Due to the tremendous scope of the regulatory task set forth by the Clean Power Plan, I’ve long labored under the misapprehension that direct federal implementation is implausible. I’ve since realized I was wrong. Recent Supreme Court constitutional jurisprudence has cast serious doubt on EPA’s authority to rely on sanctions to engender State compliance with a federal regulation. Allow me to explain.
The Federal Government’s power to condition receipt of federal highway funds upon regulatory compliance is based on the Spending Clause of the Constitution (Article 1, Section 8, Clause 1). While it’s true that ordering a State to enact laws and regulations to meet federally-determined objectives falls outside of the Congress’s constitutionally-enumerated powers, the same does not hold for the Congress’s authority pursuant to the spending clause, which “is not limited by the direct grants of legislative power found in the Constitution.” U.S. v. Butler, 297 U.S. 1, 66 (1936). In this fashion, “objectives not thought to be within Article I’s enumerated legislative fields…may nevertheless be attained through the use of the spending power and the conditional grant of federal funds.” South Dakota v. Dole, 483 U.S. 203 (1987), at 207 (citations omitted). Simply put, through conditional spending, Uncle Sam can induce action by the States that he otherwise could not impose.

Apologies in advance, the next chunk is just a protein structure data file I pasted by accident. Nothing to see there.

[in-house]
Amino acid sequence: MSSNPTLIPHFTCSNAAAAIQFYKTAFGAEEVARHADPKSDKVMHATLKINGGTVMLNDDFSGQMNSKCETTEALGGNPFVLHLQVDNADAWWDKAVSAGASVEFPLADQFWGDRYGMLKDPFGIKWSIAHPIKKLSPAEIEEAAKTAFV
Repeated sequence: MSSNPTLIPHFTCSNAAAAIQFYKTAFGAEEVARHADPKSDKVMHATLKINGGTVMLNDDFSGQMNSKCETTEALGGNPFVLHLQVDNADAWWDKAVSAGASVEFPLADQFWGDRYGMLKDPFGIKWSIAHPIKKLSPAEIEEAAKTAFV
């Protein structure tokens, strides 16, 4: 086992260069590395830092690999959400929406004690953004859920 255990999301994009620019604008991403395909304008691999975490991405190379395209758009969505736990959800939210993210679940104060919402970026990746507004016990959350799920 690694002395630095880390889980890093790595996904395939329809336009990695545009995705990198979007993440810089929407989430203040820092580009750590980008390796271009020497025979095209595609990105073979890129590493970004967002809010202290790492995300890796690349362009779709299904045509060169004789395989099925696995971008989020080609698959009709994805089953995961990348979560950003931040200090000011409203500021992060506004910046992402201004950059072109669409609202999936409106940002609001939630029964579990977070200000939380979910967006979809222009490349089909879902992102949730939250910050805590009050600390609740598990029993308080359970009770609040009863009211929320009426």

Of course, the federal government’s Spending Clause power is not unlimited. During the 20th Century, the Supreme Court repeatedly warned that Congress’s authority to condition state behavior on the receipt of federal money could be found to be impermissible, if it is coercive in practice. See, e.g., ibid at 211; Steward Machine Co. v. Davis, 301 U.S. 548 at 589-90. However, the Court never ruled that conditional spending unduly infringed on state authority…until 2012, in adjudicating the legality of Obamacare. In NFIB v. Sebelius, the Court for the first time struck down an attempt by Congress to attach strings to federal grants to States. In so doing, the court (also for the first time) established standards by which it can determine whether conditional spending crosses a line into impermissible state coercion.